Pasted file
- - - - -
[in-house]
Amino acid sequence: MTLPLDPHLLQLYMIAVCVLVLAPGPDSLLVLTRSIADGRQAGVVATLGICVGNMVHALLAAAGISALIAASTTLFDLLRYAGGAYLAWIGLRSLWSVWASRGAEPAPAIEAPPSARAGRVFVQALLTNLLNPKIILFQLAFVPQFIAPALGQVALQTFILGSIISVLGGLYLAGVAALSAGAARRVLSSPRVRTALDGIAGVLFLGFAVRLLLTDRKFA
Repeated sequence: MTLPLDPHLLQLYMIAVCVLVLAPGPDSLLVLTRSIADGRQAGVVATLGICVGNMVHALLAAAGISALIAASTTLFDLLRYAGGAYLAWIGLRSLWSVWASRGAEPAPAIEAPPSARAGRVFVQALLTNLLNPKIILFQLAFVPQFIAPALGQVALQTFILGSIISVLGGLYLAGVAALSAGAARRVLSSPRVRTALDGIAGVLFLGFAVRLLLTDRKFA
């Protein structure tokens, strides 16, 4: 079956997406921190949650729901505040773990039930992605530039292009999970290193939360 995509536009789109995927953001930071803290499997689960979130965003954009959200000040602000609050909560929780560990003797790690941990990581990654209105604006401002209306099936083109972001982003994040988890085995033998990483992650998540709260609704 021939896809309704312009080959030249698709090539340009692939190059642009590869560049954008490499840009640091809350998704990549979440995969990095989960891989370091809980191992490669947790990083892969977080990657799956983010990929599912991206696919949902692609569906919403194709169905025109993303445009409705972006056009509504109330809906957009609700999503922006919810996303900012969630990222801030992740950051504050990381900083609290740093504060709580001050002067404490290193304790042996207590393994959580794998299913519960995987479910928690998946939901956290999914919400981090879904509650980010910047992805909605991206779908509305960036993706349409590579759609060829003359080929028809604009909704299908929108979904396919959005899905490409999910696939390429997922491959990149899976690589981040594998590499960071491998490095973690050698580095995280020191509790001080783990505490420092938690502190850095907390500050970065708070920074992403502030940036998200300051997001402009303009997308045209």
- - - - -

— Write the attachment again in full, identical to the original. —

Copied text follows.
[in-house]
Amino acid sequence: MTLPLDPHLLQLYMIAVCVLVLAPGPDSLLVLTRSIADGRQAGVVATLGICVGNMVHALLAAAGISALIAASTTLFDLLRYAGGAYLAWIGLRSLWSVWASRGAEPAPAIEAPPSARAGRVFVQALLTNLLNPKIILFQLAFVPQFIAPALGQVALQTFILGSIISVLGGLYLAGVAALSAGAARRVLSSPRVRTALDGIAGVLFLGFAVRLLLTDRKFA
Repeated sequence: MTLPLDPHLLQLYMIAVCVLVLAPGPDSLLVLTRSIADGRQAGVVATLGICVGNMVHALLAAAGISALIAASTTLFDLLRYAGGAYLAWIGLRSLWSVWASRGAEPAPAIEAPPSARAGRVFVQALLTNLLNPKIILFQLAFVPQFIAPALGQVALQTFILGSIISVLGGLYLAGVAALSAGAARRVLSSPRVRTALDGIAGVLFLGFAVRLLLTDRKFA
């Protein structure tokens, strides 16, 4: 079956997406921190949650729901505040773990039930992605530039292009999970290193939360 995509536009789109995927953001930071803290499997689960979130965003954009959200000040602000609050909560929780560990003797790690941990990581990654209105604006401002209306099936083109972001982003994040988890085995033998990483992650998540709260609704 021939896809309704312009080959030249698709090539340009692939190059642009590869560049954008490499840009640091809350998704990549979440995969990095989960891989370091809980191992490669947790990083892969977080990657799956983010990929599912991206696919949902692609569906919403194709169905025109993303445009409705972006056009509504109330809906957009609700999503922006919810996303900012969630990222801030992740950051504050990381900083609290740093504060709580001050002067404490290193304790042996207590393994959580794998299913519960995987479910928690998946939901956290999914919400981090879904509650980010910047992805909605991206779908509305960036993706349409590579759609060829003359080929028809604009909704299908929108979904396919959005899905490409999910696939390429997922491959990149899976690589981040594998590499960071491998490095973690050698580095995280020191509790001080783990505490420092938690502190850095907390500050970065708070920074992403502030940036998200300051997001402009303009997308045209």